For some pet owners, this can be one of the most difficult parts of caring for your pet. But it is very important.
- Read all directions on the label and always follow your vet’s dosing instructions for any medication. Give the entire course unless we’ve advised you otherwise.
- With over-the-counter medications, it’s important to weigh your pet accurately to ensure the correct dosage.
- For cats and small dogs, using a pill-popper can make things easier. This device looks like a syringe and is used to push the tablets over the back of the tongue.
- Unless the medication needs to be given on an empty stomach, you can try mixing the medicine with food. Use strong-smelling and tasty food to try to disguise the presence of the medicine. Some tablets can be crushed into powder. Some capsules can be opened and mixed with food, but check with your vet first. Small tablets can be disguised within a piece of food or a treat, such as cheese or meat. Some pets will eat tablets coated in butter, honey, peanut butter or Vegemite.
- If you are still having difficulty giving tablets, ask us about alternatives. Many medications (including many wormers, antibiotics and pain relievers) are available as flavoured tablets, liquids, pastes or even injections. These might be a bit more expensive, but can make the difference between treatment success and failure. Make sure you keep these securely out of reach of your pets and children.
- Some products such as wormers and flea control can be replaced with spot-on liquids (eg. Revolution) or injections (yearly heartworm injections for dogs). Ask us for advice.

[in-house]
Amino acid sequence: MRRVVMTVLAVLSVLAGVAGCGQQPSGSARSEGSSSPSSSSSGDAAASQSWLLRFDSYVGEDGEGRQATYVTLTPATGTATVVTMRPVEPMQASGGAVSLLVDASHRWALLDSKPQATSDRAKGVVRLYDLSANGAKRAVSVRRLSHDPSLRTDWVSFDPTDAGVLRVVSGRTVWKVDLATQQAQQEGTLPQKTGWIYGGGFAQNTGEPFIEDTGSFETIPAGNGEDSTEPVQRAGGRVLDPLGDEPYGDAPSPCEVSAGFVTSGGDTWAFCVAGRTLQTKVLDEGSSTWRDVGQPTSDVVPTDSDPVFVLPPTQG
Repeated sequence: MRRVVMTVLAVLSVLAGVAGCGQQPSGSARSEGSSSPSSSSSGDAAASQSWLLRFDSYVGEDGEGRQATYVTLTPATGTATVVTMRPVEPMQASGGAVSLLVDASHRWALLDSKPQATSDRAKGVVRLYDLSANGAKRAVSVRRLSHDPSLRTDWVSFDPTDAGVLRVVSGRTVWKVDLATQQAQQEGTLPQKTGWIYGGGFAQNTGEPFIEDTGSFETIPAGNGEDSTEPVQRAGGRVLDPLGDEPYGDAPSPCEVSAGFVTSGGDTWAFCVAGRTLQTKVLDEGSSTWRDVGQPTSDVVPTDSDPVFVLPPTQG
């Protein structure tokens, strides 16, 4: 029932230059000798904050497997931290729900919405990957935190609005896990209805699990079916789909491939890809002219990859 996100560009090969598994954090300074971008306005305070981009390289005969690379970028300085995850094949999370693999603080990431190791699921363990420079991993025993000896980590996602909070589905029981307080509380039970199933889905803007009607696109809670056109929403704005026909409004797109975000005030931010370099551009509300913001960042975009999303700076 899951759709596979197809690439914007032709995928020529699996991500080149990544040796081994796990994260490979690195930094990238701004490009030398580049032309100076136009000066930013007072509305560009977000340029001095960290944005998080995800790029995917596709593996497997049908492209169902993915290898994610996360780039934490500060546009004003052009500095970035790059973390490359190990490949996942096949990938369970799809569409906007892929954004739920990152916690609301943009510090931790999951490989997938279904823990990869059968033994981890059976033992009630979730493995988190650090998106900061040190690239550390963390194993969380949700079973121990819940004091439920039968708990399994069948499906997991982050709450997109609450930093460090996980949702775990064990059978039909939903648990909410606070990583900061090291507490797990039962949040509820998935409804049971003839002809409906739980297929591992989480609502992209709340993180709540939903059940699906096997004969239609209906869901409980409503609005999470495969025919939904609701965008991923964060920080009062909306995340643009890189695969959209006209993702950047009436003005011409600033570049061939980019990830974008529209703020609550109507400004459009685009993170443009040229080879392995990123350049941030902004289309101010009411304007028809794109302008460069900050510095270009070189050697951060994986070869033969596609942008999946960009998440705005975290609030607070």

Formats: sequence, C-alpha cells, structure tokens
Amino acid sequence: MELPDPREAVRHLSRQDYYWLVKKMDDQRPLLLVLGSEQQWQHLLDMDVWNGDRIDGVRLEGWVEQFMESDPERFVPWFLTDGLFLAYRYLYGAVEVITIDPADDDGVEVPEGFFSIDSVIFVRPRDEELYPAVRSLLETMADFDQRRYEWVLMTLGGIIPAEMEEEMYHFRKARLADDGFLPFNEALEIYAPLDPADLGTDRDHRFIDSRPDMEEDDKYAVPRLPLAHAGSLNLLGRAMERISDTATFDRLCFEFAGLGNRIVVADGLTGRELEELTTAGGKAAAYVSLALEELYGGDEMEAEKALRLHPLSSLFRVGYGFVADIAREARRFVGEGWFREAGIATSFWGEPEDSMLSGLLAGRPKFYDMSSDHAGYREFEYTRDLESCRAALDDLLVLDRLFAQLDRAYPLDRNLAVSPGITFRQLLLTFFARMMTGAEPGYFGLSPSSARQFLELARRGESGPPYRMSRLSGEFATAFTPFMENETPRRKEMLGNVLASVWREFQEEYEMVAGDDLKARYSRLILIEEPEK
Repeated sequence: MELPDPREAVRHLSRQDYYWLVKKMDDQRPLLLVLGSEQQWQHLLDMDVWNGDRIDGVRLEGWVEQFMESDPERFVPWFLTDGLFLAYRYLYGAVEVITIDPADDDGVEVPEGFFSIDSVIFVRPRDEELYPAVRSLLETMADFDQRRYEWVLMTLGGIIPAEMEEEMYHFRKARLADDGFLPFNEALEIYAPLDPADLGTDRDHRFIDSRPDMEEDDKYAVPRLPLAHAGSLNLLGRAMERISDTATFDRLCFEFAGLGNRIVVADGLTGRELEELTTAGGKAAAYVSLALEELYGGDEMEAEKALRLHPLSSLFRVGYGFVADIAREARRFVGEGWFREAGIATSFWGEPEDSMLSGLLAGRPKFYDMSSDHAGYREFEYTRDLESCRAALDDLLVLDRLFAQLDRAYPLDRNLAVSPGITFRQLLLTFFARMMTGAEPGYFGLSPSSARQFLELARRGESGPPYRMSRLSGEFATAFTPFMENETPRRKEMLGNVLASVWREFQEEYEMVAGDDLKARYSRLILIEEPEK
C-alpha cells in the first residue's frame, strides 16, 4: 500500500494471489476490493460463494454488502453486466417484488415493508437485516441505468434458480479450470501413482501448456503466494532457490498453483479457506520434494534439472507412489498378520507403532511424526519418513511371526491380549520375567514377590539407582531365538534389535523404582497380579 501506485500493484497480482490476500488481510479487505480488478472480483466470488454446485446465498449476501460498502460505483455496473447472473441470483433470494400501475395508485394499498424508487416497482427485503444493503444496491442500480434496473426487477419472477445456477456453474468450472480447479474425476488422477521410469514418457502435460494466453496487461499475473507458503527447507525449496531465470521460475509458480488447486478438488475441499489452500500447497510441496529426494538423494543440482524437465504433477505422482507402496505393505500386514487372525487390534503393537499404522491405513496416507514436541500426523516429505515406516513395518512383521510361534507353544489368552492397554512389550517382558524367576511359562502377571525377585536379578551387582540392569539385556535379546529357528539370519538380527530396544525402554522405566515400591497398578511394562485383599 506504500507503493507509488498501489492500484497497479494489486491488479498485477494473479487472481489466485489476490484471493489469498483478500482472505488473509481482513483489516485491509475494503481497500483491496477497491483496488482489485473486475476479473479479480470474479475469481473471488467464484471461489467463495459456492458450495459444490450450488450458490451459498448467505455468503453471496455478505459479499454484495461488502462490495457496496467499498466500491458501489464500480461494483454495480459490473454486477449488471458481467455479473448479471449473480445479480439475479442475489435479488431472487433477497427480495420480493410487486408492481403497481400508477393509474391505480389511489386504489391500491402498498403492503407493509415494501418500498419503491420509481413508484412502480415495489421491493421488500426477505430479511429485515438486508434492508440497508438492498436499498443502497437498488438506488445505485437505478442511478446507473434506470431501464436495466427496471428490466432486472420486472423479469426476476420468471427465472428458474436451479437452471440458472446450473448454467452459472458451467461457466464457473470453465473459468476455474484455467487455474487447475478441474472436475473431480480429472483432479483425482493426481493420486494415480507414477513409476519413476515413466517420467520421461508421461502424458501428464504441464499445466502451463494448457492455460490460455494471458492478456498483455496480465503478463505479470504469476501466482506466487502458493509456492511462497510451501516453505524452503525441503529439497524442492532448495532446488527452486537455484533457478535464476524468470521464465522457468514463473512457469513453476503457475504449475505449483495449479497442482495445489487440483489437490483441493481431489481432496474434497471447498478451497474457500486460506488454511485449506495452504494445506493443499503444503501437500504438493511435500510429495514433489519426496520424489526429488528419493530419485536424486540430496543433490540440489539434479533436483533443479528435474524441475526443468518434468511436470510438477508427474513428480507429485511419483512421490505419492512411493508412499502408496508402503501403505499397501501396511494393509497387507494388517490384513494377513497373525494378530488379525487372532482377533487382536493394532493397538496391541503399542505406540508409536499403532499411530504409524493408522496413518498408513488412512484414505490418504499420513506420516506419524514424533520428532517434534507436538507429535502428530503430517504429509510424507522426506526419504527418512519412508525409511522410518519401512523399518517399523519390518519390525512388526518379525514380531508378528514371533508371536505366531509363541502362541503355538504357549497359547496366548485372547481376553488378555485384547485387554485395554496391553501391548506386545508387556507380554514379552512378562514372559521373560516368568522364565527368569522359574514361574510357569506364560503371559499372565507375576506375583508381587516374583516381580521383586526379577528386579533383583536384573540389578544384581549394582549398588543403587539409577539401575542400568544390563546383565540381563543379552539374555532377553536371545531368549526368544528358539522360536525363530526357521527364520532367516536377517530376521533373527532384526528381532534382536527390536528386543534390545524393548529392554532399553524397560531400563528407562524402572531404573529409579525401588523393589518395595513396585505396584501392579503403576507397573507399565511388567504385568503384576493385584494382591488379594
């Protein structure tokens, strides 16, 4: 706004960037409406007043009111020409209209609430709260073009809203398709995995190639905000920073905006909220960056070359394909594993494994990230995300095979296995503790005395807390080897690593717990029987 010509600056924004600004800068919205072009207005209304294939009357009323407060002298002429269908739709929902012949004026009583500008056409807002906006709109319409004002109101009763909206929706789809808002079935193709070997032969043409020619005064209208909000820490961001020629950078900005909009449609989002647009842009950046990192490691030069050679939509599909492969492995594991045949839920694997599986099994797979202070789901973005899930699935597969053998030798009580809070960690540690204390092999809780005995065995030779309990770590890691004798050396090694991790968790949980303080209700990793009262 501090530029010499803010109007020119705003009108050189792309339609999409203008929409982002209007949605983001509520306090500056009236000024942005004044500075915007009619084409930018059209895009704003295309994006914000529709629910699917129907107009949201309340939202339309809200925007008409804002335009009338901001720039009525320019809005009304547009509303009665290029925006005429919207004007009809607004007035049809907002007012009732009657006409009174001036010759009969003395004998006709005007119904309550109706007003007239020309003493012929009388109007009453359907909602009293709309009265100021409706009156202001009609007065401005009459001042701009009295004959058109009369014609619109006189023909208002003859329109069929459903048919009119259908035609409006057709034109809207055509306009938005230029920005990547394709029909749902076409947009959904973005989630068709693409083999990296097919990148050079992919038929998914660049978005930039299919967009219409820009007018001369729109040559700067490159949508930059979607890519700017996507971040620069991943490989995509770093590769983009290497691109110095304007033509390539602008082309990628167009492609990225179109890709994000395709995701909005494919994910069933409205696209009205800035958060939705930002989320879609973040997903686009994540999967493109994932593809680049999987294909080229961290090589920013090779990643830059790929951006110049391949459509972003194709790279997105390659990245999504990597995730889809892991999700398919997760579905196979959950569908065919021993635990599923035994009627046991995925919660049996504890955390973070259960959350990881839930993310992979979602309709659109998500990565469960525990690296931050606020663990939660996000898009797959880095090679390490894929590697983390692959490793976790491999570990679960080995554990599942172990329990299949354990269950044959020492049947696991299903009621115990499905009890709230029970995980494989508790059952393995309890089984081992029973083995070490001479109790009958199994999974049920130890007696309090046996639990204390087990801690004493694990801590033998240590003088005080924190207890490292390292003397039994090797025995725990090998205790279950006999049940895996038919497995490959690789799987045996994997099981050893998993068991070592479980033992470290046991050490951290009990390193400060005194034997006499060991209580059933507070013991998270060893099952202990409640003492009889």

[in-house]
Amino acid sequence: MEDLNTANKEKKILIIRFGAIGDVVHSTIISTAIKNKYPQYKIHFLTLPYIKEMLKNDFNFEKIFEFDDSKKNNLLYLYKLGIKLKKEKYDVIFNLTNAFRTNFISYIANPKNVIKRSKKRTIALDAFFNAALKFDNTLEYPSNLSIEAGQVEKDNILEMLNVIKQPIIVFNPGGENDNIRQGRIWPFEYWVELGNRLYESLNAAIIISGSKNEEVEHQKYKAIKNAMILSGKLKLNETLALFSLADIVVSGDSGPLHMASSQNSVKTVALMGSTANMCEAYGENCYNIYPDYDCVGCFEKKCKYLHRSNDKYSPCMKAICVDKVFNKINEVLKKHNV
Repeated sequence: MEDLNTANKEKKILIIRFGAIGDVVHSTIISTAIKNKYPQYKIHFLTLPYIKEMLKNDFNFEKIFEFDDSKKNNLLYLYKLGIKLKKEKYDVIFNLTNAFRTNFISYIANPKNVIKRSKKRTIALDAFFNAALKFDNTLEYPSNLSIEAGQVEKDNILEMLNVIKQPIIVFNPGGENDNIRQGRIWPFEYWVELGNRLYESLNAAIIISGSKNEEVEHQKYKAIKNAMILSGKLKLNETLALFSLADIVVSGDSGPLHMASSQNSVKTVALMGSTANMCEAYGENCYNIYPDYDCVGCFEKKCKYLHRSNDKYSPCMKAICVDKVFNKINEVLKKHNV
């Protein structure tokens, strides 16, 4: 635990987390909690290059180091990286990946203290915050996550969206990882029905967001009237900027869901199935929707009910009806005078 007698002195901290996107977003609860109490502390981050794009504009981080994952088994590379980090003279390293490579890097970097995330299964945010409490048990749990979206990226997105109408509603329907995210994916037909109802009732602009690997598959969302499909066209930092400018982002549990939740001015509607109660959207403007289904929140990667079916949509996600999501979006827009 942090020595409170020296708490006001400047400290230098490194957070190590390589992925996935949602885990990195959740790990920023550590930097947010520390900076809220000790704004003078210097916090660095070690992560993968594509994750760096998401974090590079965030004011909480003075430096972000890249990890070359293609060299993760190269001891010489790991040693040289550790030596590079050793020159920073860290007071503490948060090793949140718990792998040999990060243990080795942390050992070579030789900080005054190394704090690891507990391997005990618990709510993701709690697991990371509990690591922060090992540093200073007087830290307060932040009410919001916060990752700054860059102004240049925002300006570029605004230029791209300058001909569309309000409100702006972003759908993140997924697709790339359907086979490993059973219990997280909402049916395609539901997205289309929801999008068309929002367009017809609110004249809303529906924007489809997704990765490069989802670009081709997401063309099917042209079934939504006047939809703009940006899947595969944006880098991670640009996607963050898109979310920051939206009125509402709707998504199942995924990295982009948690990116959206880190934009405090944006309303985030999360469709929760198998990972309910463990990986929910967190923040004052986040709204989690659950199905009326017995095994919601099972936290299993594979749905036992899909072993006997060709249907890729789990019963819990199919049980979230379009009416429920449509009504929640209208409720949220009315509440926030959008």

- While it’s easier to medicate your cat with a helper, you can learn to do it yourself.
- Don’t be scared to push the tablet right over the back of the tongue. By doing this, your pet has no choice but to swallow it. If you don’t, the tablet may start to dissolve, and your pet will drool and spit it out. You’ll have a battle on your hands trying to get it in again!
- Remember the faster the process, the less stress to your pet, and the less he has time to struggle.
- If you have trouble following these instructions, ask us to show you how. We can also dose your pet with worm tablets that you buy from us – unless they’re really aggressive!!
Giving Tablets to your Dog
- Hold the tablet between your thumb and index finger. If you need to give multiple tablets, they can be held in the same way, or alternatively, held between your index and middle fingers.
- To open your dog’s mouth, rest your left wrist on his head for leverage, and tilt the head back. Press your thumb and fingers in and upwards on the lips behind the canine teeth on both sides of his mouth. He shouldn’t close his mouth because his lips will be between his teeth.
- Use the free fingers of your right hand to pull downward on your dog’s lower jaw. Then, quickly deposit the tablet over the back of the tongue and push it as far backwards as possible with your index finger.
- Hold your dog’s mouth closed for a few moments so he can swallow.
Giving Tablets to your Cat
- Ask a helper to hold your cat’s front legs firmly (from behind) so that they can’t scratch. If this is a handful, wrap your cat in a towel to stop them from squirming.
- With your left hand, hold the cat’s head firmly with the thumb and middle finger on either side of the jaw.
- Tip the head back so they are looking straight up. The mouth will open slightly.
- Holding the tablet between your thumb and forefinger, use your middle finger to open the mouth fully, by pushing down on the cat’s lower front teeth.
- Drop the tablet down the back of the throat, and (if you are quick enough) follow it down with a push with your forefinger to ensure it has disappeared.
- Close the mouth and gently rub the nose to stimulate the cat to swallow.
By Macarthur Veterinary Group